It's been a while since we've heard pianist Billy Childs really dig in. While he certainly hasn't been dormant, reaching tremendous artistic heights in semi-recent times with a pair of highly refined chamber jazz explorations and a much-lauded tribute to Laura Nyro, the Childs of yorethe man that would throw down the gauntlet night after night while in the employ of legends like trumpet titan Freddie Hubbard
or trombonist J.J. Johnson
hasn't been heard from in a while. Rebirth
brings that part of Childs' past back into view, but it also continues to shine a light on his clarity of expression and his incredible skills in the arranging department. It's punctilious and unpredictably powerful all at once. Believe it or not, you can have both ways. At least, that is, if you're Billy Childs.
While those aforementioned post-millennial winners were well-staffed affairsthe chamber ensemble projects were chock full or orchestral trappings and the Nyro album had a guest list that ran a mile longChilds pares things down for this one, running lean in the personnel department. For six of the eight tracks, it's just a quartet at play. Of course, referring to the marshaled forces of Childs, saxophonist Steve Wilson
, bassist Hans Glawischnig
, and drummer Eric Harland
as "just a quartet" is akin to referencing the New York Yankees as "just a baseball team." These are heavy hitters that came to play. That fact is made abundantly clear right of the gate on "Backwards Bop," one of three tunes on this program that Childs recorded in his Windham Hill days in the '80s. It's a bold opening stroke, setting the bar incredibly high with precision unison lines, sharp turns, and powerful solo stands. Glawischnig is like a tightly wound spring, Childs works with an authoritative tone that never dulls or blur his incredibly articulate touch, Wilson comes off like a shrewd harmonic navigator, and Harland puts his monumental chops to good use. It's the perfect example of how to hook the ear from the start.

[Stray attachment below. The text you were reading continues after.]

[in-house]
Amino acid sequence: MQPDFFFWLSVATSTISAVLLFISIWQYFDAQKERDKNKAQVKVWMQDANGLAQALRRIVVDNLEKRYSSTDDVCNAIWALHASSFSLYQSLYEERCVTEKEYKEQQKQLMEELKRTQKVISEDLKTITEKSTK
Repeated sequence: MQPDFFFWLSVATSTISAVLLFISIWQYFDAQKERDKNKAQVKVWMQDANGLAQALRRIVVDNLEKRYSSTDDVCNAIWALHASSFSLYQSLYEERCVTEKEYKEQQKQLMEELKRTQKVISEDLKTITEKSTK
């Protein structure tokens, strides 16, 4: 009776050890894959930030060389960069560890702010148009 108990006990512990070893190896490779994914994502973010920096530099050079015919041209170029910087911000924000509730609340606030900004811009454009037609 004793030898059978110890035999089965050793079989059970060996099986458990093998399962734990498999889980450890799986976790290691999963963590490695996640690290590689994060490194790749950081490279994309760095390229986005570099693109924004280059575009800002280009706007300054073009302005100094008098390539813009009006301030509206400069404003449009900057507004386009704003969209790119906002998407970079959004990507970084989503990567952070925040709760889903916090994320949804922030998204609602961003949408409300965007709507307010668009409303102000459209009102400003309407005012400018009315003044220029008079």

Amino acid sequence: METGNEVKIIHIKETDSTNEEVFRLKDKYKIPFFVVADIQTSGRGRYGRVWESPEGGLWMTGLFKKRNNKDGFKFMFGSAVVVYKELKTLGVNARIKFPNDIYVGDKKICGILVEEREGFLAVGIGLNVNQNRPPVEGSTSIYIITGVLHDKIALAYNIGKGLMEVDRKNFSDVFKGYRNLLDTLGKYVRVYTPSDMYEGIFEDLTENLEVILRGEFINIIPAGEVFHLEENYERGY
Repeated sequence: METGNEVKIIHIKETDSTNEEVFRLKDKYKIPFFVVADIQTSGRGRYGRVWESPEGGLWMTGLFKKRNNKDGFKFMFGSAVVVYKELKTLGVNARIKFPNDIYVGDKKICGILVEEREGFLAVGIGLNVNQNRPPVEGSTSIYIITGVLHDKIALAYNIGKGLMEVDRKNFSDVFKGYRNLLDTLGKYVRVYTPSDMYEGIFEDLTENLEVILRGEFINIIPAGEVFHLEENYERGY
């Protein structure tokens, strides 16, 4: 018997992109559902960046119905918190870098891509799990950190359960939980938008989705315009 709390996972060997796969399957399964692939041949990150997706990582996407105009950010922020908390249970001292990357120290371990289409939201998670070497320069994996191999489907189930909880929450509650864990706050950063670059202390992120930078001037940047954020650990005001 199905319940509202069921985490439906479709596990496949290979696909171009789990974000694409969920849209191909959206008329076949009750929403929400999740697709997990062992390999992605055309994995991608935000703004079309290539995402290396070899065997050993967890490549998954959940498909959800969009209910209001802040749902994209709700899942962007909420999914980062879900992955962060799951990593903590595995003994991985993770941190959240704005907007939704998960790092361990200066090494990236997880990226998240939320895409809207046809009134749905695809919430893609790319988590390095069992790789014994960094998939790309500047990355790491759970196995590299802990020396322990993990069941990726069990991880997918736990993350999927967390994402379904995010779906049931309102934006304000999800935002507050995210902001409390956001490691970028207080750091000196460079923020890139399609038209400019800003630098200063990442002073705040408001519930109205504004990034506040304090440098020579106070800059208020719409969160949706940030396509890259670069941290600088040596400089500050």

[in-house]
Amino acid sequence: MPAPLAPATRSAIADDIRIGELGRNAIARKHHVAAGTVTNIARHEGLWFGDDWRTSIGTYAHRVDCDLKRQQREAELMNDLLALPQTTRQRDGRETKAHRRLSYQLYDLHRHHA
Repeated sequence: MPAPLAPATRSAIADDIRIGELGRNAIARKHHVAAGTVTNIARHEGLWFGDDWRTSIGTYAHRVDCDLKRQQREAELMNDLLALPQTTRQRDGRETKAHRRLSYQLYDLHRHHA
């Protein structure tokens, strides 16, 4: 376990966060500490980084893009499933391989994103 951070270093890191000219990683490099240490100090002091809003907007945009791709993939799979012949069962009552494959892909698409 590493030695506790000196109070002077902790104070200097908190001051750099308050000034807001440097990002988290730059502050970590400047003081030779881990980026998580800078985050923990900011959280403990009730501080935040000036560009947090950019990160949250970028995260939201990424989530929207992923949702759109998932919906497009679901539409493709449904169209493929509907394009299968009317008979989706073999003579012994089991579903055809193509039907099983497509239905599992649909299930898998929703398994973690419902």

The pair of guest-enhanced tracksone a unique yet stylistically congruent follow-up to "Backwards Bop" with appearances from trombonist Ido Meshulam
, percussionist Rogerio Boccato
, and vocalist Claudia Acuna
, the other a ballad with vocalist Alicia Olatuja
in the spotlightboth immediately follow that slam dunk of an opener. Acuña co-wrote the title track, a piece that benefits greatly from her inimitable wordless vocals. Harland creates a steadily skittering backdrop that gives the song a nervous energy, Wilson's soprano takes to the sky, and Childs scampers around, mixing playfulness and potency in his piano work. "Stay," on the other hand, does just that, giving Olatuja a chance to shine in a mellow musical climate that never really intensifies.
The five remaining numbers are gratifying in so many ways. "Dance Of Shiva," ridiculously intricate in its design, engineering, and realization, features some startlingly fresh statements from Childs and Wilson; "Tightrope" finds all four men moving with lighter steps and listening closely, painting and dancing a varicolored waltz together; "The Starry Night" suggests its title through the dreamiest of piano forewords, skyrockets into the stratosphere with Wilson's soprano acting as the nose cone of the ship, and settles into orbit for solos; and "The Windmills Of Your Mind" glows and burns a deep red, with Childs and company drawing out the most intense flavor notes and emotions buried in the song's structure. Then serenity sets in for the closera poetic (piano and saxophone) duo take on Horace Silver
Childs hasn't always put all of his talent cards on the table at once, suppressing one aspect of his artistry in deference to others at times, so it's nice to see that change with Rebirth
. He's showing his full hand herechops, nuance, composing, arranging, and alland it's a musical royal flush if ever there was one.